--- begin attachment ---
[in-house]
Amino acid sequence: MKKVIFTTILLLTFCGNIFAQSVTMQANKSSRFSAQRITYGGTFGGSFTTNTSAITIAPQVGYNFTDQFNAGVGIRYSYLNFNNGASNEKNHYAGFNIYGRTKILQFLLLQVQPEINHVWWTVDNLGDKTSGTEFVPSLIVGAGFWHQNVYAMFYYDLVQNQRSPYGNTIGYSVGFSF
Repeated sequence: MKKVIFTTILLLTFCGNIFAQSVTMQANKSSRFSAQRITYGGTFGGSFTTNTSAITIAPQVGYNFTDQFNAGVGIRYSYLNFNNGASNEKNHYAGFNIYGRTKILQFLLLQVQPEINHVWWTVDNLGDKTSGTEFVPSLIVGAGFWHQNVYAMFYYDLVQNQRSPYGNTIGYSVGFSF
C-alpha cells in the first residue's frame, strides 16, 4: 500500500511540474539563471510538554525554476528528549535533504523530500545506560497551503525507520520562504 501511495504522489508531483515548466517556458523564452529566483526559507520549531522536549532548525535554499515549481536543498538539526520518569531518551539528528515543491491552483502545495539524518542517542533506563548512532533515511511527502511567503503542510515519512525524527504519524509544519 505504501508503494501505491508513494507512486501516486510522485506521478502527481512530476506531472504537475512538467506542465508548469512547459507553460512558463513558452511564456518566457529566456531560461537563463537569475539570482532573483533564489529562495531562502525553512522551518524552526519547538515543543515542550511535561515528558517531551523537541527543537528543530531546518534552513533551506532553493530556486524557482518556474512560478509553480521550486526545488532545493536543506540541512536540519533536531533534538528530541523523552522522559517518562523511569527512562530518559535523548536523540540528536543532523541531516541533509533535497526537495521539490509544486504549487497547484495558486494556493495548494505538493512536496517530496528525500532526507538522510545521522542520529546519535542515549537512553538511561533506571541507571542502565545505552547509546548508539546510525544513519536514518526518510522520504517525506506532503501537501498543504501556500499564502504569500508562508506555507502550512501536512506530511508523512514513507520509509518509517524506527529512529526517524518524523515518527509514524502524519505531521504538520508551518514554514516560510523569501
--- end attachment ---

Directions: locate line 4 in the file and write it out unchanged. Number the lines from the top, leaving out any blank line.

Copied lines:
C-alpha cells in the first residue's frame, strides 16, 4: 500500500511540474539563471510538554525554476528528549535533504523530500545506560497551503525507520520562504 501511495504522489508531483515548466517556458523564452529566483526559507520549531522536549532548525535554499515549481536543498538539526520518569531518551539528528515543491491552483502545495539524518542517542533506563548512532533515511511527502511567503503542510515519512525524527504519524509544519 505504501508503494501505491508513494507512486501516486510522485506521478502527481512530476506531472504537475512538467506542465508548469512547459507553460512558463513558452511564456518566457529566456531560461537563463537569475539570482532573483533564489529562495531562502525553512522551518524552526519547538515543543515542550511535561515528558517531551523537541527543537528543530531546518534552513533551506532553493530556486524557482518556474512560478509553480521550486526545488532545493536543506540541512536540519533536531533534538528530541523523552522522559517518562523511569527512562530518559535523548536523540540528536543532523541531516541533509533535497526537495521539490509544486504549487497547484495558486494556493495548494505538493512536496517530496528525500532526507538522510545521522542520529546519535542515549537512553538511561533506571541507571542502565545505552547509546548508539546510525544513519536514518526518510522520504517525506506532503501537501498543504501556500499564502504569500508562508506555507502550512501536512506530511508523512514513507520509509518509517524506527529512529526517524518524523515518527509514524502524519505531521504538520508551518514554514516560510523569501